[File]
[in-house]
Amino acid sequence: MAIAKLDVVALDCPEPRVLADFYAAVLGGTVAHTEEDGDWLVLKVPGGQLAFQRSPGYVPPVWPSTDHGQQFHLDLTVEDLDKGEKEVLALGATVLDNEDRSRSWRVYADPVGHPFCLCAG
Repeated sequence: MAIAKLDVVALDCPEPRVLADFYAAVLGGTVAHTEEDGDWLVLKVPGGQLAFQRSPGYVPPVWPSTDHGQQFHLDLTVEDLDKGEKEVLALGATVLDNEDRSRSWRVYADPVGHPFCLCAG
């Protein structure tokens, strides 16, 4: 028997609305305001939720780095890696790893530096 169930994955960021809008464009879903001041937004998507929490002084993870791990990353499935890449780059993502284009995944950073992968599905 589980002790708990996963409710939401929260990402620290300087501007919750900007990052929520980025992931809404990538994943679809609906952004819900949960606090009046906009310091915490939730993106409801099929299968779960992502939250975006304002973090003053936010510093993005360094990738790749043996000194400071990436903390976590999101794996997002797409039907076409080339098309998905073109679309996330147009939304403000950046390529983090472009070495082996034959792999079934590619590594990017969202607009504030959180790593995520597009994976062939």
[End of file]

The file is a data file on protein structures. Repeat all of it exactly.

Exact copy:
[in-house]
Amino acid sequence: MAIAKLDVVALDCPEPRVLADFYAAVLGGTVAHTEEDGDWLVLKVPGGQLAFQRSPGYVPPVWPSTDHGQQFHLDLTVEDLDKGEKEVLALGATVLDNEDRSRSWRVYADPVGHPFCLCAG
Repeated sequence: MAIAKLDVVALDCPEPRVLADFYAAVLGGTVAHTEEDGDWLVLKVPGGQLAFQRSPGYVPPVWPSTDHGQQFHLDLTVEDLDKGEKEVLALGATVLDNEDRSRSWRVYADPVGHPFCLCAG
């Protein structure tokens, strides 16, 4: 028997609305305001939720780095890696790893530096 169930994955960021809008464009879903001041937004998507929490002084993870791990990353499935890449780059993502284009995944950073992968599905 589980002790708990996963409710939401929260990402620290300087501007919750900007990052929520980025992931809404990538994943679809609906952004819900949960606090009046906009310091915490939730993106409801099929299968779960992502939250975006304002973090003053936010510093993005360094990738790749043996000194400071990436903390976590999101794996997002797409039907076409080339098309998905073109679309996330147009939304403000950046390529983090472009070495082996034959792999079934590619590594990017969202607009504030959180790593995520597009994976062939």